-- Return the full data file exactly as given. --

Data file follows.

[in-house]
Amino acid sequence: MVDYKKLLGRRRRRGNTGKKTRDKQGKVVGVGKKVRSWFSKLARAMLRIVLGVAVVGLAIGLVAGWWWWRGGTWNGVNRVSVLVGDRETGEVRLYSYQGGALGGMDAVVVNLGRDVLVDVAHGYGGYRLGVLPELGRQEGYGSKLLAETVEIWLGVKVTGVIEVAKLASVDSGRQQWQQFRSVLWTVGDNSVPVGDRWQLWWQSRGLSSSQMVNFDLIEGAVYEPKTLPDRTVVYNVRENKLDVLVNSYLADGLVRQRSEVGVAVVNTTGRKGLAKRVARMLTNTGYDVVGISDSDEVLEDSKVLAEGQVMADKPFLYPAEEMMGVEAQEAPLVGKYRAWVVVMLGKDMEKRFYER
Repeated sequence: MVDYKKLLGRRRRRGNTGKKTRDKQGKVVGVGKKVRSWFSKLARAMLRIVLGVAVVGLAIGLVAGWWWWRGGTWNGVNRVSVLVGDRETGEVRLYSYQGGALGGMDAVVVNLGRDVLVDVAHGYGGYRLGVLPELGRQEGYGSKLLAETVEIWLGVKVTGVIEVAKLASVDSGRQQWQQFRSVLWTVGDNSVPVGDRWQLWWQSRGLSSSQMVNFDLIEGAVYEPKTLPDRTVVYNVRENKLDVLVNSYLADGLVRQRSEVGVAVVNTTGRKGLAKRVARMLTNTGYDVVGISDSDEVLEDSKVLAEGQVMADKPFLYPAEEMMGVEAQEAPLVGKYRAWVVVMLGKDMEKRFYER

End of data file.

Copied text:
[in-house]
Amino acid sequence: MVDYKKLLGRRRRRGNTGKKTRDKQGKVVGVGKKVRSWFSKLARAMLRIVLGVAVVGLAIGLVAGWWWWRGGTWNGVNRVSVLVGDRETGEVRLYSYQGGALGGMDAVVVNLGRDVLVDVAHGYGGYRLGVLPELGRQEGYGSKLLAETVEIWLGVKVTGVIEVAKLASVDSGRQQWQQFRSVLWTVGDNSVPVGDRWQLWWQSRGLSSSQMVNFDLIEGAVYEPKTLPDRTVVYNVRENKLDVLVNSYLADGLVRQRSEVGVAVVNTTGRKGLAKRVARMLTNTGYDVVGISDSDEVLEDSKVLAEGQVMADKPFLYPAEEMMGVEAQEAPLVGKYRAWVVVMLGKDMEKRFYER
Repeated sequence: MVDYKKLLGRRRRRGNTGKKTRDKQGKVVGVGKKVRSWFSKLARAMLRIVLGVAVVGLAIGLVAGWWWWRGGTWNGVNRVSVLVGDRETGEVRLYSYQGGALGGMDAVVVNLGRDVLVDVAHGYGGYRLGVLPELGRQEGYGSKLLAETVEIWLGVKVTGVIEVAKLASVDSGRQQWQQFRSVLWTVGDNSVPVGDRWQLWWQSRGLSSSQMVNFDLIEGAVYEPKTLPDRTVVYNVRENKLDVLVNSYLADGLVRQRSEVGVAVVNTTGRKGLAKRVARMLTNTGYDVVGISDSDEVLEDSKVLAEGQVMADKPFLYPAEEMMGVEAQEAPLVGKYRAWVVVMLGKDMEKRFYER